George Headley assists Lancashire CountyMartin Chandler |
Author: Tebay, Martin
Publisher: Red Rose Books
Rating: 3 stars
This small booklet is the latest limited edition booklet from the pen of Martin Tebay, proprietor of Red Rose Books. These days Martin, like this reviewer, lives in exile (in his case in Cumbria), but his writing makes it clear that his heart is still in his native Lancashire.
As its title announces this one has a West Indian connection as well as a Lancashire one, and there is also a link with Martin’s adopted county as the subject is a one day match that took place in August 1934 in Dalton-in-Furness, a small town in Cumbria, albeit one around fifty miles from where Red Rose are based.
Unsurprisingly George Headley assists Lancashire County is about a game of cricket, albeit those who scour Cricketarchive for a clue as to the match concerned will learn nothing. The great West Indian batsman never turned out for Lancashire, although he was in the county of the Red Rose in August 1934, the first of six summers that he spent playing in the Lancashire League.
Back in those days the biggest drawcard in the northern leagues was Headley’s countryman, Learie Constantine, a man who was all but guaranteed to fill a cricket ground with spectators. So when Dalton, to mark their Jubilee, invited the Lancashire club to provide the opposition for a special match to help them celebrate they must have been delighted when ‘Connie’ agreed to guest for the county.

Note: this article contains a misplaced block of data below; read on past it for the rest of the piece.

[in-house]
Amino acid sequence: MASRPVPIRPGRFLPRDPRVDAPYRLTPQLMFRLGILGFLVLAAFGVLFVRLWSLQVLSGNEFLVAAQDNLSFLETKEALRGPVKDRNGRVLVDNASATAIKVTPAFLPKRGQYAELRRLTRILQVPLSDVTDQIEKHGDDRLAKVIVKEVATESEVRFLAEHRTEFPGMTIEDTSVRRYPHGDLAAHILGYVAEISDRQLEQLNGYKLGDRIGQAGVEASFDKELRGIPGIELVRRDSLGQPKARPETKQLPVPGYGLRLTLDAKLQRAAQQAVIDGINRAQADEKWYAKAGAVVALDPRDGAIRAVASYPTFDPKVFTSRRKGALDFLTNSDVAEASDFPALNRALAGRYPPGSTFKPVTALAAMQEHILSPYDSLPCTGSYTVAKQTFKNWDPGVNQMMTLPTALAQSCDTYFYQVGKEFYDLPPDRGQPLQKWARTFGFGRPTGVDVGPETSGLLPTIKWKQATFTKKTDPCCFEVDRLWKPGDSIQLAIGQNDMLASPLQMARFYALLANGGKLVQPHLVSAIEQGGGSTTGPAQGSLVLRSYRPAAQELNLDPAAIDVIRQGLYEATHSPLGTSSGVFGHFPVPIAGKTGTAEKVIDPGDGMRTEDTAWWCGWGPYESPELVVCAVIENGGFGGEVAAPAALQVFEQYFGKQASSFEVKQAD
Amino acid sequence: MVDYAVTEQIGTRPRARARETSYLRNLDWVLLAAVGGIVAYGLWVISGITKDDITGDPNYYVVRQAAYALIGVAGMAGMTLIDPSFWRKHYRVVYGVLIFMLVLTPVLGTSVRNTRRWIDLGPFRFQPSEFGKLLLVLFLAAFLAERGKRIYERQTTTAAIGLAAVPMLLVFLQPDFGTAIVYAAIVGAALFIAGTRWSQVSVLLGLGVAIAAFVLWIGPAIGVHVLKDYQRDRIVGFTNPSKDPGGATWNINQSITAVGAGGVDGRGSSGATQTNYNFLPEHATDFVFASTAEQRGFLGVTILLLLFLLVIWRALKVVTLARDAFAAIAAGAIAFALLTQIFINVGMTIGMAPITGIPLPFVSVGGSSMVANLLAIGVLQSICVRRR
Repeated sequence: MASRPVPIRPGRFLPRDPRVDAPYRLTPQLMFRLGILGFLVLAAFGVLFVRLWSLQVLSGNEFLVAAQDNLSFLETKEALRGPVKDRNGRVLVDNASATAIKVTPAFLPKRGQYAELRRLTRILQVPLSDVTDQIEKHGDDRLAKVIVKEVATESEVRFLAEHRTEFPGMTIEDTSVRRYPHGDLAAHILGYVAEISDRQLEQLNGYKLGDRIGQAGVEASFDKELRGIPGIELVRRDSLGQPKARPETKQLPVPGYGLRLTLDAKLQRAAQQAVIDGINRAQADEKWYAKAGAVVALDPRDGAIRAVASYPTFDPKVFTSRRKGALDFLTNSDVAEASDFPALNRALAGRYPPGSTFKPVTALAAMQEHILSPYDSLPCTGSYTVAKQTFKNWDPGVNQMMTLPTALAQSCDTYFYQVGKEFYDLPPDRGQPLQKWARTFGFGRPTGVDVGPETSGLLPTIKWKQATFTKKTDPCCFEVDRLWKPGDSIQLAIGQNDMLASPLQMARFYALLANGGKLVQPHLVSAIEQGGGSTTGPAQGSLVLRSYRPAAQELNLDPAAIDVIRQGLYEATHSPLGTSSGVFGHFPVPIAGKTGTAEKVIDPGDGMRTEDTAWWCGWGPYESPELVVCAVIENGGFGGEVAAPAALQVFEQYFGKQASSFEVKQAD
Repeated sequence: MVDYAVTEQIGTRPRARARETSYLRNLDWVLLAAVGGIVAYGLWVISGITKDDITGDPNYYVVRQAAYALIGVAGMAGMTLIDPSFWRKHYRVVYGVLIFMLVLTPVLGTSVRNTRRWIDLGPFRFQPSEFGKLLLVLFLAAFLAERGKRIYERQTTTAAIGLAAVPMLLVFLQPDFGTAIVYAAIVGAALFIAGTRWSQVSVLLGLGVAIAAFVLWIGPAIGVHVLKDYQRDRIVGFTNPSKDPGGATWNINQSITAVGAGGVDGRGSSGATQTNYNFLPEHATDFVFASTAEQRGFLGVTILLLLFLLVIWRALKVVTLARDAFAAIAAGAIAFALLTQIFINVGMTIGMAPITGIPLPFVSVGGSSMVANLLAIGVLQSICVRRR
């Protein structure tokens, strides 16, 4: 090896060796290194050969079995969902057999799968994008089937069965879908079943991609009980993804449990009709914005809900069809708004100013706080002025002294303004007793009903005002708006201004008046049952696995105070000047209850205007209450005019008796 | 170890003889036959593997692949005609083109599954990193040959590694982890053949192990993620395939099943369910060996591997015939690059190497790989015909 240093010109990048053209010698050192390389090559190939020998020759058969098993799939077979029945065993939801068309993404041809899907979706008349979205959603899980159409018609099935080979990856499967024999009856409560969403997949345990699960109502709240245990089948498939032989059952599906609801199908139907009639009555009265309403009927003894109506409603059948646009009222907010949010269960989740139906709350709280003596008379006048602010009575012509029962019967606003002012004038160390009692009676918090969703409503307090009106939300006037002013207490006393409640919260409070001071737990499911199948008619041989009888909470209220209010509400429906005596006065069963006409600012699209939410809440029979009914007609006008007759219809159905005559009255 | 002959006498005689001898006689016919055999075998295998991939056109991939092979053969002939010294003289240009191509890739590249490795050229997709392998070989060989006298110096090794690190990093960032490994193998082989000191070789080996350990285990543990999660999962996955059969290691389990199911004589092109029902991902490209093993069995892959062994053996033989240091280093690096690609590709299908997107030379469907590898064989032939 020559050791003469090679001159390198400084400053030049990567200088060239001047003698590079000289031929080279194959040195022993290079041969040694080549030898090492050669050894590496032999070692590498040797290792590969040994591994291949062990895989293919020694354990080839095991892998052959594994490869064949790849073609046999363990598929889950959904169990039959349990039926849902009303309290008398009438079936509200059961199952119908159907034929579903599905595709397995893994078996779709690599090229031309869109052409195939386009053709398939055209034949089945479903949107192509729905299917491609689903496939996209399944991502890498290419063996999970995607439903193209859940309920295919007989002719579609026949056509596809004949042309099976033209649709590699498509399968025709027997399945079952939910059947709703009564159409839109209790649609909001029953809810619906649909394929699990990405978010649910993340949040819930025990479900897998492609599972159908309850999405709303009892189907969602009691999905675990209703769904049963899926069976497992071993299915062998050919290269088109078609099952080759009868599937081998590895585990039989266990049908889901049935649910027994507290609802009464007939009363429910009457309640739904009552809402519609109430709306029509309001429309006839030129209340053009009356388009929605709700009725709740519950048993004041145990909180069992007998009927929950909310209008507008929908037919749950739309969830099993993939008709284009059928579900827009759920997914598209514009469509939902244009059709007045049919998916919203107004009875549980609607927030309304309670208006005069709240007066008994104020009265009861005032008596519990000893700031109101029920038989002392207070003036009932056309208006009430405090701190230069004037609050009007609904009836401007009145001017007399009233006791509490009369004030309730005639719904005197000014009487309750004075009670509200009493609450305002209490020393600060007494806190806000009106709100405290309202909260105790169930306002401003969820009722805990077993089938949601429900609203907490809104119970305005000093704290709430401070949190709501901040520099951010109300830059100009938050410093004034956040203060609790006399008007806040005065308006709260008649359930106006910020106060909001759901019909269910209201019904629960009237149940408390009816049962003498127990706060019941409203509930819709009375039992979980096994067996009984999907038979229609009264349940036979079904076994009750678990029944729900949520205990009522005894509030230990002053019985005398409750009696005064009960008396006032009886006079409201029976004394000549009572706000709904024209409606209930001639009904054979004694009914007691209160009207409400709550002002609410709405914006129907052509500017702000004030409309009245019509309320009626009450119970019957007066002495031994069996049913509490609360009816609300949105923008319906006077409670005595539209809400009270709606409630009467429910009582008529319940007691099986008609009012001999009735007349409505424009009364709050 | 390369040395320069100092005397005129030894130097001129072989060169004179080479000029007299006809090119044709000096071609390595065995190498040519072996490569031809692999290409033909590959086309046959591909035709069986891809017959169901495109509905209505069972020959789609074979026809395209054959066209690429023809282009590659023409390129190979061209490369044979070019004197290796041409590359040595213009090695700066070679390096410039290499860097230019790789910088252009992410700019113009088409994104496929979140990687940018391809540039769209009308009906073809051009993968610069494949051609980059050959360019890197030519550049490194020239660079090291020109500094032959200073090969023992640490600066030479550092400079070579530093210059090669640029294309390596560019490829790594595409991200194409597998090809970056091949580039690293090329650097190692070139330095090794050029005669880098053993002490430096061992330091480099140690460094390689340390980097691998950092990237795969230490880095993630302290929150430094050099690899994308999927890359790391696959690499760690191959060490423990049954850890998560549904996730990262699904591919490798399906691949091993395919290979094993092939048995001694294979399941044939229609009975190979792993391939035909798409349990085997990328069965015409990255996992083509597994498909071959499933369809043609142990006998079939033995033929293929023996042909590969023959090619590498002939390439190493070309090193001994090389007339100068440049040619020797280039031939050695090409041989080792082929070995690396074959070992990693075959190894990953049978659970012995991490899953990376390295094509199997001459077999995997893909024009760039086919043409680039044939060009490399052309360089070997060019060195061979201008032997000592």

In the event Connie’s commitments to his club meant he could not play, although the man who at that stage had recorded seven centuries in his twelve Tests was a pretty good replacement. Come the day of the match the contest saw a Lancashire side pitted against a team of North Lancashire and District League amateurs, augmented by a couple of league professionals. Lancashire did the Dalton club proud. That seasons’s Champions were led by their usual skipper, Peter Eckersley. As well as the great West Indian there were also five men who had or would play for England. The outcome of the match was perhaps predictable.
Using local press reports Martin Tebay has faithfully reconstructed events and produced an interesting read. He has produced the book on good quality paper, included three photographs and the scorecard of the match which, as I say, does not appear on Cricketarchive. The result has been published in a signed and numbered limited edition of 56 copies, one for every run that Headley scored in the match. The booklet will not be of wide appeal, but anyone with an interest in Lancashire cricket, George Headley or limited editions generally should give serious thought to shelling out the modest £6, inclusive of UK postage, that it will cost to have a copy wing its way to them.